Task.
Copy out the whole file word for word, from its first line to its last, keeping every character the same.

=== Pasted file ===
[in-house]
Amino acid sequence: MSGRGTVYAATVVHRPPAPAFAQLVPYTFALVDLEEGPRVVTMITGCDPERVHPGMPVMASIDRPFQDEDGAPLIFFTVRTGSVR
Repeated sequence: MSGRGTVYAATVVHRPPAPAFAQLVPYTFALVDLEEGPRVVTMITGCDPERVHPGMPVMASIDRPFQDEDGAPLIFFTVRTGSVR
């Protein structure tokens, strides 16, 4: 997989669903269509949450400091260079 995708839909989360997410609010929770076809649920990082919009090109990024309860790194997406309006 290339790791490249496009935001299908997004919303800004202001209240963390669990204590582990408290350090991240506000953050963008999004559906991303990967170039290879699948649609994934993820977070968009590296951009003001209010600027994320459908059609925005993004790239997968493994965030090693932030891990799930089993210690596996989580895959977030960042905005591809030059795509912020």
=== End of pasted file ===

[in-house]
Amino acid sequence: MSGRGTVYAATVVHRPPAPAFAQLVPYTFALVDLEEGPRVVTMITGCDPERVHPGMPVMASIDRPFQDEDGAPLIFFTVRTGSVR
Repeated sequence: MSGRGTVYAATVVHRPPAPAFAQLVPYTFALVDLEEGPRVVTMITGCDPERVHPGMPVMASIDRPFQDEDGAPLIFFTVRTGSVR
């Protein structure tokens, strides 16, 4: 997989669903269509949450400091260079 995708839909989360997410609010929770076809649920990082919009090109990024309860790194997406309006 290339790791490249496009935001299908997004919303800004202001209240963390669990204590582990408290350090991240506000953050963008999004559906991303990967170039290879699948649609994934993820977070968009590296951009003001209010600027994320459908059609925005993004790239997968493994965030090693932030891990799930089993210690596996989580895959977030960042905005591809030059795509912020």